Ghost

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By religion
Judaism and Christianity

Witch of Endor by Nikolai Ge, depicting King Saul encountering the ghost of Samuel (1857)

The Hebrew Torah and the Bible contain a few references to ghosts, associating spiritism with forbidden occult activities. The most notable reference is in the First Book of Samuel, in which a disguised King Saul has the Witch of Endor summon the spirit or ghost of Samuel. In the New Testament, Jesus has to persuade the Disciples that he is not a ghost following the resurrection, Luke 24:37–39 (some versions of the Bible, such as the KJV and NKJV, use the term “spirit”). Similarly, Jesus’ followers at first believe he is a ghost (spirit) when they see him walking on water.

Some Christian denominations consider ghosts as beings who while tied to earth, no longer live on the material plane and linger in an intermediate state before continuing their journey to heaven. On occasion, God would allow the souls in this state to return to earth to warn the living of the need for repentance. Christians are taught that it is sinful to attempt to conjure or control spirits in accordance with Deuteronomy XVIII: 9–12.

Some ghosts are actually said to be demons in disguise, who the Church teaches, in accordance with I Timothy 4:1, that they “come to deceive people and draw them away from God and into bondage.” As a result, attempts to contact the dead may lead to unwanted contact with a demon or an unclean spirit, as was said to occur in the case of Robbie Mannheim, a fourteen-year-old Maryland youth. The Seventh-Day Adventist view is that a “soul” is not equivalent to “spirit” or “ghost” (depending on the Bible version), and that save for the Holy Spirit, all spirits or ghosts are demons in disguise. Furthermore, they teach that in accordance with (Genesis 2:7, Ecclesiastes 12:7), there are only two components to a “soul”, neither of which survives death, with each returning to its respective source.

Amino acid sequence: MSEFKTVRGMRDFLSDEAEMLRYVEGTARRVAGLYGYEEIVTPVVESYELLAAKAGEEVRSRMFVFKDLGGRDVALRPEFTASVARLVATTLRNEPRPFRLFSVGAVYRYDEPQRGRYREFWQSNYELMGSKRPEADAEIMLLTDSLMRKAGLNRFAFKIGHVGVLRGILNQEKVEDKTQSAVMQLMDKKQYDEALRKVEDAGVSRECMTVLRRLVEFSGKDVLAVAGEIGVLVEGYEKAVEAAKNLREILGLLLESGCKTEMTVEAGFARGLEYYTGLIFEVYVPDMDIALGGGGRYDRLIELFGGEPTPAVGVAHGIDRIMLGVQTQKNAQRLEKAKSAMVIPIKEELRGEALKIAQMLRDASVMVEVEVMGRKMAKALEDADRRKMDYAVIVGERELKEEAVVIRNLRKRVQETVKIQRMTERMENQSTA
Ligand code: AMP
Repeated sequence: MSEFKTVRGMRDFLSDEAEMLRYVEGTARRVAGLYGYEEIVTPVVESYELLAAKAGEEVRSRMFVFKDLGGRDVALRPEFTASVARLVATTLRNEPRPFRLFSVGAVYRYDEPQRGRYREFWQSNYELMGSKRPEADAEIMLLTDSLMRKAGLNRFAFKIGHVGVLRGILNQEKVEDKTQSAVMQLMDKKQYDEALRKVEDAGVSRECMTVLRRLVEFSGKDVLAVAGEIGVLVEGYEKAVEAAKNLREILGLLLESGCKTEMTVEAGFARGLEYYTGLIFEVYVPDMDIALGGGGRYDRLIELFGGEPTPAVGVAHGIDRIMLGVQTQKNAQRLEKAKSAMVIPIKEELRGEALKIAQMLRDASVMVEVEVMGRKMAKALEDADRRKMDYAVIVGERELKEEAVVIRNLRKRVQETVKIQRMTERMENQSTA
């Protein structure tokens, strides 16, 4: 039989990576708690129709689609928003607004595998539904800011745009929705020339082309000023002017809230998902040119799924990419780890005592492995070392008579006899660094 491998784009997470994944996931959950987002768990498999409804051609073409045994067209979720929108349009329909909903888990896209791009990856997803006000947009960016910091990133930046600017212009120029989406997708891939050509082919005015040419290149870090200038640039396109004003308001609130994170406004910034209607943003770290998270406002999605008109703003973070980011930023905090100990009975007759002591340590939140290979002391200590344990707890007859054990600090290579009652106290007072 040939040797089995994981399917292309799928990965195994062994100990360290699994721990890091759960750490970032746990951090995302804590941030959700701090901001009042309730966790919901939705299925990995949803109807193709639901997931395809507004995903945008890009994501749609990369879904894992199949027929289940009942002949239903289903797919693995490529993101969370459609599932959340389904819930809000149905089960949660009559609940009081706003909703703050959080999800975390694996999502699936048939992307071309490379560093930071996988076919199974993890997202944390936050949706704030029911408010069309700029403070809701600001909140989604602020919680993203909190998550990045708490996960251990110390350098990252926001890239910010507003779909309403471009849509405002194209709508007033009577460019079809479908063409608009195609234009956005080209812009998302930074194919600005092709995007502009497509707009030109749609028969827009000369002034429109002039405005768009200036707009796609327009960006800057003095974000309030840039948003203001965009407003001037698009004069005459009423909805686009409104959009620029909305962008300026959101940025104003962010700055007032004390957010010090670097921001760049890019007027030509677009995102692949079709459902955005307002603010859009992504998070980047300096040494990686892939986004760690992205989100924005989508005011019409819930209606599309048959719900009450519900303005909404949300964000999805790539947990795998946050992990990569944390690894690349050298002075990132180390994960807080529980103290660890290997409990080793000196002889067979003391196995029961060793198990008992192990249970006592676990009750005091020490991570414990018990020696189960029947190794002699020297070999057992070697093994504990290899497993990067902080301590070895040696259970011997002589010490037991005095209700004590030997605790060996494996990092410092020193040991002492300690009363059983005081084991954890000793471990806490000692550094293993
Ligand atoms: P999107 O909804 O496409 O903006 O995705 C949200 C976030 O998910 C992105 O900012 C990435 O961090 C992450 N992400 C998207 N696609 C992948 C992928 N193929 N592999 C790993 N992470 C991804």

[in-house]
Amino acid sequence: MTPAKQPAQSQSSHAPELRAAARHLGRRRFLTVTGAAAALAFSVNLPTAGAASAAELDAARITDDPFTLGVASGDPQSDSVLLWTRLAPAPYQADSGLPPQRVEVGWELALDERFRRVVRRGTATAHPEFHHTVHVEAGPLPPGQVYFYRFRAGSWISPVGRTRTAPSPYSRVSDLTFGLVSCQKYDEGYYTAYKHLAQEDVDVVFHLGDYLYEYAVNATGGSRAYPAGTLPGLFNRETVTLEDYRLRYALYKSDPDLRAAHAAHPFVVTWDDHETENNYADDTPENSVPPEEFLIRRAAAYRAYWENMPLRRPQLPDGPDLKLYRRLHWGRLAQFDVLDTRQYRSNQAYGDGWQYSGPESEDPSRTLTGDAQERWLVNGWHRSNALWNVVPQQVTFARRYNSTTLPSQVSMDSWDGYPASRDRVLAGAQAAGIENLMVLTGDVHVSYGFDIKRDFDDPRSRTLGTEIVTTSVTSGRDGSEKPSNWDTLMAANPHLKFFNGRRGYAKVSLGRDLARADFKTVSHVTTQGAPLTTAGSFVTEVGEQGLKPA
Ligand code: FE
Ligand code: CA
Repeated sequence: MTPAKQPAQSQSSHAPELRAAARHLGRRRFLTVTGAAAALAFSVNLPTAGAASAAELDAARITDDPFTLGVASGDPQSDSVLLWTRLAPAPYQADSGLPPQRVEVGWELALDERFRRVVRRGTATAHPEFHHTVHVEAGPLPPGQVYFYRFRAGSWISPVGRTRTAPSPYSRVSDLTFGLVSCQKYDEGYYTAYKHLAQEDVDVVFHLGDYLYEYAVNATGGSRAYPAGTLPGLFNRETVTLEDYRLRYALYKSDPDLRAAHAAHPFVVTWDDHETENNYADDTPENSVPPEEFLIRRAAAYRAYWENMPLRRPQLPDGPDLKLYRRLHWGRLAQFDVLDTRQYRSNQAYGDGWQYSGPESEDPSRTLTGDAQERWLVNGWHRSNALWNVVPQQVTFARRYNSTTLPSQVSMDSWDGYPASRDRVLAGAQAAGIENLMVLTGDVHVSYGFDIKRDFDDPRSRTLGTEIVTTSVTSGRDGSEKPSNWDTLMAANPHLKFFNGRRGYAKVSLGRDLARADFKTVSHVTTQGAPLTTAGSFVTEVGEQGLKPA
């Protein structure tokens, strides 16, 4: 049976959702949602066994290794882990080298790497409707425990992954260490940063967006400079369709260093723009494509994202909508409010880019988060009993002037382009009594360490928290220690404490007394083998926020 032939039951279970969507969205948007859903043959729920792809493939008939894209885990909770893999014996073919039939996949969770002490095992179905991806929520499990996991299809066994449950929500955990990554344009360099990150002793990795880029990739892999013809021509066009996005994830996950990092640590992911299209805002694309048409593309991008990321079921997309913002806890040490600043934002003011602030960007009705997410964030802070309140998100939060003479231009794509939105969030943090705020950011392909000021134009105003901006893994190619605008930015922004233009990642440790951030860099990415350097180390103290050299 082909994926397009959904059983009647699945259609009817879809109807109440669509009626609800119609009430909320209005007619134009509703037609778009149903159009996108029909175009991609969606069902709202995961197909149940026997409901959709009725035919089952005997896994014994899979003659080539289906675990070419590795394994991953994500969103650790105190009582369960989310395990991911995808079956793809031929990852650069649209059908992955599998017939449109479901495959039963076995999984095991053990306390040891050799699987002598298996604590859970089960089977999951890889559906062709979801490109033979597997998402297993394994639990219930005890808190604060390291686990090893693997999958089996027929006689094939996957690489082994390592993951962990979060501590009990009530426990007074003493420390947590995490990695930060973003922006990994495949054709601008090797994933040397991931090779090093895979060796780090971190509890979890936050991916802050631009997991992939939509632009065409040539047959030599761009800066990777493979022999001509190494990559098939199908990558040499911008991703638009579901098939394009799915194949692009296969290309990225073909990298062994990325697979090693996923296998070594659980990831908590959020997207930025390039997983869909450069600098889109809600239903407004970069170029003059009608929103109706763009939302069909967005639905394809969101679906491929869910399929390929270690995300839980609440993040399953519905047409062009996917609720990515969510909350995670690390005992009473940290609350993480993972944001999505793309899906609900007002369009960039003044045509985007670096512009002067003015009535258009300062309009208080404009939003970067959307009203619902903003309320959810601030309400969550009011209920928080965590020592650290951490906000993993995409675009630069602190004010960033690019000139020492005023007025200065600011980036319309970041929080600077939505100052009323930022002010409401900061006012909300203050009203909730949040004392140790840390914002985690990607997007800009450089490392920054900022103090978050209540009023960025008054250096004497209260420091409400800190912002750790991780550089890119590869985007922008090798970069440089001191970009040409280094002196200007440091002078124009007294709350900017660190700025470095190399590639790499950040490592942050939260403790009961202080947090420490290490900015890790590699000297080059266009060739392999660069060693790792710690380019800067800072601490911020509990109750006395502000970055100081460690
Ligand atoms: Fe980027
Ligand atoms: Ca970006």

Christadelphians and Jehovah’s Witnesses reject the view of a living, conscious soul after death.
The Talmud tells of a being called a shade שד that is similar to other creatures in that it lives and dies but consists only of a form but lacks matter that forms mass, thus rendering it invisible. Since it has no physical mass it is capable of transporting itself from one end of the world to the other.

Islam
While the Islamic view is that the spirits of the dead are unable to either return to or make any contact with the world of the living, reports of ghost sightings are believed to be the work of the jinn, particularly the shayātīn (“devils”) (both terms appearing in the Quran) who have powers to shape-shift and usually take the form and appearance of dead people (such as family members) to deceive and mislead. However one certain jinn-type, known as ifrit, is believed to be the result of a restless soul of someone who died a violent death.

Buddhism
In Buddhism, there are a number of planes of existence into which a person can be reborn, one of which is the realm of hungry ghosts.

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